If You Want to Make the Best Bread, Here’s How It’s Done!
Books have been written about baking bread but we’ll give you the essentials so you won’t have to read a thousand pages. This guide will make you a better bread baker. Ready? Here we go!
The Bread Making Essentials
Use Only the Best Bread Flour for Making Bread
Flour is specialized. Bread flour is for making bread and pastry flour is for making cookies and cakes. Professional bakeries rarely use all-purpose flour which is a compromise.
Do not use all-purpose flour for bread; it doesn’t have enough protein to form the gluten.
We recommend bread flour with 11% or more protein. After trying many bread flours, we use Harvest King by General Mills nearly exclusively in our white breads. Use it if you can find it.
For “whole wheat” we use General Mills Stone Ground Whole Wheat Flour. If over 40% whole wheat, we add more wheat protein (marketed as “gluten”) to the flour. We never exceed 40% rye flour in our rye breads and usually add wheat protein to the flour.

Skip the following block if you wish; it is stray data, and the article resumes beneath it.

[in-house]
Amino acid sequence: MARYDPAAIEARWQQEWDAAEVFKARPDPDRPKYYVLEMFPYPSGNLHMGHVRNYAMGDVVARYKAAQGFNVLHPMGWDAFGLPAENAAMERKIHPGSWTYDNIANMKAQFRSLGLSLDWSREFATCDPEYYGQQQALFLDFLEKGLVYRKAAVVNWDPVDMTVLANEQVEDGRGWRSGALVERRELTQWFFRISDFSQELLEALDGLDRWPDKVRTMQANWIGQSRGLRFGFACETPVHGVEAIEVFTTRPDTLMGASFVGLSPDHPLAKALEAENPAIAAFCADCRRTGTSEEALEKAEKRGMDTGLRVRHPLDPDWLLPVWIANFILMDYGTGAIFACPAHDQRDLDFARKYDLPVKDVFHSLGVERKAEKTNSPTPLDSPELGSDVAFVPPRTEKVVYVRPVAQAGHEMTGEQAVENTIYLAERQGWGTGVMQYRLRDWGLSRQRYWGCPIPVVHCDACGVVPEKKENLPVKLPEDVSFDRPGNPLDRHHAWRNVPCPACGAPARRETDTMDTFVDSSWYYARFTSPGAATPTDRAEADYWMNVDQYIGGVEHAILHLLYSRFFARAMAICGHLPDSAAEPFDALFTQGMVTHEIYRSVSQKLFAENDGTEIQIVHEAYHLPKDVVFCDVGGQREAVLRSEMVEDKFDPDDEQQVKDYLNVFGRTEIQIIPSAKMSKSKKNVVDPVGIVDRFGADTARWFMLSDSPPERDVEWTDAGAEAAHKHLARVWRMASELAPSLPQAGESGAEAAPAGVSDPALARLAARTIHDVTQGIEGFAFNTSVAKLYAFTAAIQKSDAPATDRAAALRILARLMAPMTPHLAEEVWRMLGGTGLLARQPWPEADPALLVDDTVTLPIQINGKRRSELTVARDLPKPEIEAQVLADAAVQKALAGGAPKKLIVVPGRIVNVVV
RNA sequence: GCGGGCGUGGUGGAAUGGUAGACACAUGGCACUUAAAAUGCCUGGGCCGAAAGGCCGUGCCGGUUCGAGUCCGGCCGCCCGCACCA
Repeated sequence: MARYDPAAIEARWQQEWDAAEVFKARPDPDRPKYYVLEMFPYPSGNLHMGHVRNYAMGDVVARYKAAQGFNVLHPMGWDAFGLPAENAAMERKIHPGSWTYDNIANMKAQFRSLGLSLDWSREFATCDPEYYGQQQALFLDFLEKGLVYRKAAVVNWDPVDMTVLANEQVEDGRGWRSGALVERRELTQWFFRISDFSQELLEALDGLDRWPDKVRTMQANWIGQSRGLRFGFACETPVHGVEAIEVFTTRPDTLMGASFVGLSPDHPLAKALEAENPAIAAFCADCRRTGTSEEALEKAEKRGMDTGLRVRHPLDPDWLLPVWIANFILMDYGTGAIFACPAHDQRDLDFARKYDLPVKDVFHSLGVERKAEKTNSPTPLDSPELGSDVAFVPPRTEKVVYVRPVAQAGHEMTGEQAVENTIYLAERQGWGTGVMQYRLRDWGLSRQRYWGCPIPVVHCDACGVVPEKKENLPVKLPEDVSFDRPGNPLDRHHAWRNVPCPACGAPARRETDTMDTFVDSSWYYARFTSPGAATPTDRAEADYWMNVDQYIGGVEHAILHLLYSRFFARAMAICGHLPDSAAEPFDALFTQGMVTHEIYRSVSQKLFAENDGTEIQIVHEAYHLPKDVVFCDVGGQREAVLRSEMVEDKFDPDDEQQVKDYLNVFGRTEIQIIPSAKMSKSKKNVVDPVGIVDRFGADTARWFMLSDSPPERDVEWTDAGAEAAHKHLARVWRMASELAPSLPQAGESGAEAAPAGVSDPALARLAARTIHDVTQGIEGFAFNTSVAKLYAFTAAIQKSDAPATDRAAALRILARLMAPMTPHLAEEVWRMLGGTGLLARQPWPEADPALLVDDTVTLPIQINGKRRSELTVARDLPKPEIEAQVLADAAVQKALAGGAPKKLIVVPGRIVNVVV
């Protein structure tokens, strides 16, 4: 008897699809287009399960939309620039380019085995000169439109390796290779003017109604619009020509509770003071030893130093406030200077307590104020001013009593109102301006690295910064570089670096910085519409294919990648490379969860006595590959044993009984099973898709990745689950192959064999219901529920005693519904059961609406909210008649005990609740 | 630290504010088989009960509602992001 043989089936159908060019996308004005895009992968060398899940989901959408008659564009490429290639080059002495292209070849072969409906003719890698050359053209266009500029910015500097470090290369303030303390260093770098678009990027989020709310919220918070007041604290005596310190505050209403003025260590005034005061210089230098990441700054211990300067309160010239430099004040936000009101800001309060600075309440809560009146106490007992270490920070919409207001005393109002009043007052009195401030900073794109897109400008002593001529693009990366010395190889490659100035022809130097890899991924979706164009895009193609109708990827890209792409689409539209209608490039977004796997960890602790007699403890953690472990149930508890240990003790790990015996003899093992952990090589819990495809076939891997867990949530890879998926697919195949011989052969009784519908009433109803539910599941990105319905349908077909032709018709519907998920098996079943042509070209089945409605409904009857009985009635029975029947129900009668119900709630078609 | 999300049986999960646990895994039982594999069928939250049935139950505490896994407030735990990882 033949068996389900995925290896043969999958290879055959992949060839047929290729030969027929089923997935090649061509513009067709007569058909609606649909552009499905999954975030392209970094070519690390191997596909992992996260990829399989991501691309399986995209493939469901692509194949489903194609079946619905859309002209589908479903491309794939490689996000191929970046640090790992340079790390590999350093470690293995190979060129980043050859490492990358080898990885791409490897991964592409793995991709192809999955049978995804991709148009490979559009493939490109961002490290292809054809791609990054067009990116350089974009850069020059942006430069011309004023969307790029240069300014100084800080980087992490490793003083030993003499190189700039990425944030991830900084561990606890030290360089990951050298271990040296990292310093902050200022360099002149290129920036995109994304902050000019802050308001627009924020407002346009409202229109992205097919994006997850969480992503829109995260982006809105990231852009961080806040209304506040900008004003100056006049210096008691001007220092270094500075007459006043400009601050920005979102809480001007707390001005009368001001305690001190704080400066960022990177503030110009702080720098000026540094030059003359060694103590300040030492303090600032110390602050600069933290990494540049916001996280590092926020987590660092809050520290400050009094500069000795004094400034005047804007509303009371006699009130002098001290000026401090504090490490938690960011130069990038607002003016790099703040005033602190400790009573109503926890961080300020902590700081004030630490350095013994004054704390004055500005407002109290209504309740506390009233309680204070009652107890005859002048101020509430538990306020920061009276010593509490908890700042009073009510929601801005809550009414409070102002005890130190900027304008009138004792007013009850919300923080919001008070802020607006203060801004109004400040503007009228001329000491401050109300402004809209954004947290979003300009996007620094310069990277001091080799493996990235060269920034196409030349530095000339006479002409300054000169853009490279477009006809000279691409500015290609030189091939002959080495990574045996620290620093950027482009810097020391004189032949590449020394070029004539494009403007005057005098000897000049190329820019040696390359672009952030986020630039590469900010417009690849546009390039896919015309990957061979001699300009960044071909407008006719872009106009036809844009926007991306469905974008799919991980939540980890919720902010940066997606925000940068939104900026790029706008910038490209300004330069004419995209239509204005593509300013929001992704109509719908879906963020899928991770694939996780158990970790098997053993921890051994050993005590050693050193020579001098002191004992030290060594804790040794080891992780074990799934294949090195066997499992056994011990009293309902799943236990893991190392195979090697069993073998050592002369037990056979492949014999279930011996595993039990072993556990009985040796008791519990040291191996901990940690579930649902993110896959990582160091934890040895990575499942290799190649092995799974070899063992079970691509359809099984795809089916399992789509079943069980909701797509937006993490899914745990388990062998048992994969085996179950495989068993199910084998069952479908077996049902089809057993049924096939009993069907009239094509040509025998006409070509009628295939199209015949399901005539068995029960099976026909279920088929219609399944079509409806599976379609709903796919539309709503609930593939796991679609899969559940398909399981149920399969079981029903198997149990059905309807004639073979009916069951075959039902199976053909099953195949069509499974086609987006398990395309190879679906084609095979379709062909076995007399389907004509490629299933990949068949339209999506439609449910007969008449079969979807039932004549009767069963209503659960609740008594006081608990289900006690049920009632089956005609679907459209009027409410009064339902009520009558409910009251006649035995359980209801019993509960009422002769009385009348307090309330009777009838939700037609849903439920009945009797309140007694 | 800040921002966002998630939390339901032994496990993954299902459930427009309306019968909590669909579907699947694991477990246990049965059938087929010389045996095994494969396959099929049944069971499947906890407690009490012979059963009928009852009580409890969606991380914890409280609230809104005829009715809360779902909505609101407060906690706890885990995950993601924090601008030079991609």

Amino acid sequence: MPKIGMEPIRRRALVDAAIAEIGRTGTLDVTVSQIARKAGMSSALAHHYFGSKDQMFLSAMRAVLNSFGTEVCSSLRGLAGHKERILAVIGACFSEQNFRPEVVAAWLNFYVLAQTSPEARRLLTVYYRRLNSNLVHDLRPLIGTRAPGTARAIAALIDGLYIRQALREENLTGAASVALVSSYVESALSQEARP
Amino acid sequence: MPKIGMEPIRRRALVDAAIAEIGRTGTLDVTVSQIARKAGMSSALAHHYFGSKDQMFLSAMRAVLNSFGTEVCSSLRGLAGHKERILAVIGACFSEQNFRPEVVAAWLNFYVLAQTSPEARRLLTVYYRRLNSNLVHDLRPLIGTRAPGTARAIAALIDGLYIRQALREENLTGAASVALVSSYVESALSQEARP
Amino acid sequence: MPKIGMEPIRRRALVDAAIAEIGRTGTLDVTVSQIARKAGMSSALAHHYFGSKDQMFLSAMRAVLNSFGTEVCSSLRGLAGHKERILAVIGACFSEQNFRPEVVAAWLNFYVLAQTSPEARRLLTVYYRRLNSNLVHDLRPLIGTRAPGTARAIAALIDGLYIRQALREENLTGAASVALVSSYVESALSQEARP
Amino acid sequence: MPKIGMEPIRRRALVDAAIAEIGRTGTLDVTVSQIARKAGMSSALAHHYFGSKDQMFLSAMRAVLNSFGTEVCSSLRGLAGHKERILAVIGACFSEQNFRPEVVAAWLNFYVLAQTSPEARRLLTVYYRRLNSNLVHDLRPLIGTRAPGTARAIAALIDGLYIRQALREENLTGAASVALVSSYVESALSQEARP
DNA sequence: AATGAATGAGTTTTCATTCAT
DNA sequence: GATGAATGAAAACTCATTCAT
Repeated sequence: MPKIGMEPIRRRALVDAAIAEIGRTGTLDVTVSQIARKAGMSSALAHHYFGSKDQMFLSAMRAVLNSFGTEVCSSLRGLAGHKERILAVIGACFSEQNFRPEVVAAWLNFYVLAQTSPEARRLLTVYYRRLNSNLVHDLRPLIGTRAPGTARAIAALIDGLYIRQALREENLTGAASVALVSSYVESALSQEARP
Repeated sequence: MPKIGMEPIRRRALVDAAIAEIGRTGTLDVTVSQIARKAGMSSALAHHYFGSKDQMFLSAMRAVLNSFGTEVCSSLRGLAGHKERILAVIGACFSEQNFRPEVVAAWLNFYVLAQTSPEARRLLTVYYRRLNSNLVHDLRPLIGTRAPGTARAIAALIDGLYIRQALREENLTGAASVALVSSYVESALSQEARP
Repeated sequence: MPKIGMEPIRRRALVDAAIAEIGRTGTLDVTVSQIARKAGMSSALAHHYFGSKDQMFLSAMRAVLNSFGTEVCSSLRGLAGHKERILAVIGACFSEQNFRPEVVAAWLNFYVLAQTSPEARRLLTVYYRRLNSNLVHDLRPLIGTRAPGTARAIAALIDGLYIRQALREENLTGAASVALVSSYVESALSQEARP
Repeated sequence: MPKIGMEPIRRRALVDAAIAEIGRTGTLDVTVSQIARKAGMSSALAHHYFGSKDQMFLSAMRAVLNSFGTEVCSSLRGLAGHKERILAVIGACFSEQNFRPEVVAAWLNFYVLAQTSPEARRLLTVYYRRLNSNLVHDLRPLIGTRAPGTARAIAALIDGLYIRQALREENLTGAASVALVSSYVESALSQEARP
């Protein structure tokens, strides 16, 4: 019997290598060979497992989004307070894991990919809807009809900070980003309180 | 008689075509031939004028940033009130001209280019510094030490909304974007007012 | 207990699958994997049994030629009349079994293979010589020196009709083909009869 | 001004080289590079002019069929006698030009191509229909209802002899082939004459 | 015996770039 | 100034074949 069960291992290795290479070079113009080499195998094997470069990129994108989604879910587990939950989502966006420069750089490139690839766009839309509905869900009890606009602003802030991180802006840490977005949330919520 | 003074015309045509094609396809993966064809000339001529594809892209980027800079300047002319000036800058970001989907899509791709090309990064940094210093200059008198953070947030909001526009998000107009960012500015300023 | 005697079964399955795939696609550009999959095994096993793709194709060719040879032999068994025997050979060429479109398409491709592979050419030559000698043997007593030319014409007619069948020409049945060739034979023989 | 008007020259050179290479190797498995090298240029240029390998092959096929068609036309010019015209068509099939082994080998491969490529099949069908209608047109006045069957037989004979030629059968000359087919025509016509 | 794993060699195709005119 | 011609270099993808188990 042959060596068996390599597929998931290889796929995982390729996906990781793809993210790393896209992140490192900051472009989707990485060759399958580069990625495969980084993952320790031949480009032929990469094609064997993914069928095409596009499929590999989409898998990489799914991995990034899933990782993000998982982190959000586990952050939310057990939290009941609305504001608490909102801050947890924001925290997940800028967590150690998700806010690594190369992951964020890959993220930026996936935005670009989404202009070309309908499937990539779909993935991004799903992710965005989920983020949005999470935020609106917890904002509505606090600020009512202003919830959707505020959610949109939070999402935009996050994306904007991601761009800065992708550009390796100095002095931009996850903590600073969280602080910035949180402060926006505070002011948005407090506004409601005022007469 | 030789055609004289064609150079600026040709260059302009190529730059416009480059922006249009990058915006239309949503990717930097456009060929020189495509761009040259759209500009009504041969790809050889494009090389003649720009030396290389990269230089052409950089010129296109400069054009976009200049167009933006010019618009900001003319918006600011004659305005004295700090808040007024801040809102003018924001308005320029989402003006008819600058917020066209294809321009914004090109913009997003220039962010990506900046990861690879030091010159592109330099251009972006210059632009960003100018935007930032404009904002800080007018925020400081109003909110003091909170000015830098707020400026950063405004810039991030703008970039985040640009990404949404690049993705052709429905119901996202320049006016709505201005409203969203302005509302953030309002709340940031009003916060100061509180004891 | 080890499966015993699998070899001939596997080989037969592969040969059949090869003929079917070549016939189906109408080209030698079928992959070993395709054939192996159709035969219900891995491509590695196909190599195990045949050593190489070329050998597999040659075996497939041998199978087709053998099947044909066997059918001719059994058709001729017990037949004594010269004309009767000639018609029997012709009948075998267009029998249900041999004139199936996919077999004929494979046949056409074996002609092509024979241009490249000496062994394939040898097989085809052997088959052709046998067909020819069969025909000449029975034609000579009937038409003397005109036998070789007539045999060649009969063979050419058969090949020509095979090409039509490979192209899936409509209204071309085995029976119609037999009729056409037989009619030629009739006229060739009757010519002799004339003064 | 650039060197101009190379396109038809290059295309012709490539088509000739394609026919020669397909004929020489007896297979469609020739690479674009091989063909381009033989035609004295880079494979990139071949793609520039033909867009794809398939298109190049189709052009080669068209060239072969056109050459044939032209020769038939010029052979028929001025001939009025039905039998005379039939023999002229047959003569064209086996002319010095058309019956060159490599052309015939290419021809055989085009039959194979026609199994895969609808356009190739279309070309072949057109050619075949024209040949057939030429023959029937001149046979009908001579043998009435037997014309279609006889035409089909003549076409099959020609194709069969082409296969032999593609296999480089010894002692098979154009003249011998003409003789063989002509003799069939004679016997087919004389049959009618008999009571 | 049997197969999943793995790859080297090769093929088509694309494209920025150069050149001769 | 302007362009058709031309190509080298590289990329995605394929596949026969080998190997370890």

Gluten is formed from the protein in the flour. The more protein, all else being equal, the more gluten your bread dough will have and the more capacity it will have to capture gas expelled by the yeast. Gluten causes the elasticity of the bread dough and creates the chewy texture we love in bread.
Kneading the Bread Dough: How Gluten is Formed
Now for a little nerdy science. Wheat flour contains two important proteins: gliadin and glutenin. When these proteins are hydrated and worked mechanically–kneaded–the two proteins combine with water to form tiny strands of gluten that link and crosslink to form a microscopic mesh that captures gas causing the dough to expand.
Making bread is all about maximizing gluten formation. A good dough conditioner will assist by improving extensibility and the ability to capture gas. A good dough conditioner will also make the bread more acidic, which yeast prefers, and is slightly hygroscopic, slowing the staling of the bread.
Dough conditioners are proprietary products and not all are equal. We add dough conditioner to all our bread mixes and have found that dough with conditioner adds another inch in loaf height and therefore lighter, airier bread.
How to Knead the Dough